Veterinary Microbiology 04/2011; 152(1-2):181-6. · 3.13 Impact Factor
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    ABSTRACT: In November and December 2007, the virus causing viral haemorrhagic septicaemia (VHS) was detected in rainbow trout Oncorhynchus mykiss from 2 fish farms in Slovenia. During 2008 and 2009 the infection spread only among rainbow trout farms and 4 new outbreaks were confirmed. High mortality and clinical signs of VHS were observed among the diseased fish. VHSV was confirmed by virus isolation, immunoperoxidase test, reverse transcriptase polymerase chain reaction (RT-PCR) and phylogenetic analysis. Based on 1 complete (1524 nucleotides [nt]) and 9 partial (600 nt) glycoprotein gene nucleotide sequences, 9 VHSV isolates from the 6 VHS outbreaks were genetically closely related (99 to 100% identity), and were classified into the Subgroup I-a of Genotype I, most closely related to the German isolates Dstg21-07, Dstg36-06, and Dstg54-1-07 (99 to 100% identity). Phylogenetic analysis and epidemiological investigations confirmed that the VHS virus had been (re)introduced with imported live fish, and that subsequent outbreaks were linked to the initial infection. Our study shows that direct nucleotide sequencing of RT-PCR products, amplified from the tissue of VHSV-infected fish, represents a reliable tool for fast routine genotyping in diagnostic laboratories. This is the first report of a natural epidemic associated with VHSV infection in Slovenia since the eradication of the disease in 1977.
    Diseases of Aquatic Organisms 10/2010; 92(1):21-9. · 1.73 Impact Factor
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    ABSTRACT: Bats have been identified as a natural reservoir for an increasing number of emerging zoonotic viruses, such as Hendra virus, Nipah virus, Ebola virus, Marburg virus, rabies and other lyssaviruses. Recently, a large number of viruses closely related to members of the genus Coronavirus have been associated with severe acute respiratory syndrome (SARS) and detected in bat species. In this study, samples were collected from 106 live bats of seven different bat species from 27 different locations in Slovenia. Coronaviruses were detected by RT-PCR in 14 out of 36 horseshoe bat (Rhinolophus hipposideros) fecal samples, with 38.8% virus prevalence. Sequence analysis of a 405-nucleotide region of the highly conserved RNA polymerase gene (pol) showed that all coronaviruses detected in this study are genetically closely related, with 99.5-100% nucleotide identity, and belong to group 2 of the coronaviruses. The most closely related virus sequence in GenBank was SARS bat isolate Rp3/2004 (DQ071615) within the SARS-like CoV cluster, sharing 85% nucleotide identity and 95.6% amino acid identity. The potential risk of a new group of bat coronaviruses as a reservoir for human infections is highly suspected, and further molecular epidemiologic studies of these bat coronaviruses are needed.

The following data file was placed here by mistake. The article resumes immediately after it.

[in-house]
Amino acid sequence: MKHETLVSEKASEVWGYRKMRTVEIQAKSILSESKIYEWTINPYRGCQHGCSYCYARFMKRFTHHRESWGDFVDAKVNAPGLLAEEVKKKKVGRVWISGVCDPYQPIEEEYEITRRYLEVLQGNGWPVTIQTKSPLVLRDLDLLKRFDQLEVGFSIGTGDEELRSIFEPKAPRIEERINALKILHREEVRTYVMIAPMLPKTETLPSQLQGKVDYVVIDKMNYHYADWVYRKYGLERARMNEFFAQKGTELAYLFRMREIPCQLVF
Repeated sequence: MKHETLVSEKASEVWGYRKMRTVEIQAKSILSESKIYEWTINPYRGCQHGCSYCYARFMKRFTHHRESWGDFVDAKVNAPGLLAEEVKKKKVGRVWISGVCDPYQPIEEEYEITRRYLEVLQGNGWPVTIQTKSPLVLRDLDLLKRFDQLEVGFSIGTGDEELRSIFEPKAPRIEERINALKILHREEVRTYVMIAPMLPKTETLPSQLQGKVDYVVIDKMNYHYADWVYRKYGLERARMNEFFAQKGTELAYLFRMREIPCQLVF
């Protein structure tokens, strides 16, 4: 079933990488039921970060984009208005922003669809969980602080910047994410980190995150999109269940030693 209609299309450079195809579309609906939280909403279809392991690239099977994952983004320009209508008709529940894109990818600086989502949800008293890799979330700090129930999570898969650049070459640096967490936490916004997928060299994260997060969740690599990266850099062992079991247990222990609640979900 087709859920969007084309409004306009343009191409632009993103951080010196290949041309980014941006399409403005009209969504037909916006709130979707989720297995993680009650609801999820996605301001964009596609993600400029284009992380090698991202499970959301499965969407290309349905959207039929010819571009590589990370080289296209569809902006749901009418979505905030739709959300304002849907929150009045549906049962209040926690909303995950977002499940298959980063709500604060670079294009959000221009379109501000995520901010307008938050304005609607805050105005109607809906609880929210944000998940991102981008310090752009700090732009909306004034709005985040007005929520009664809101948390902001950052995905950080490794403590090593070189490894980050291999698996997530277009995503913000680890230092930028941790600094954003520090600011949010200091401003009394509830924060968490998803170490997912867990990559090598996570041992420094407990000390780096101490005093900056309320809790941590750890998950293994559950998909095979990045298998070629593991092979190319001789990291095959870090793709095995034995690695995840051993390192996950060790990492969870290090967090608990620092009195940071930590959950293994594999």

Archives of Virology 03/2010; 155(4):507-14. · 2.03 Impact Factor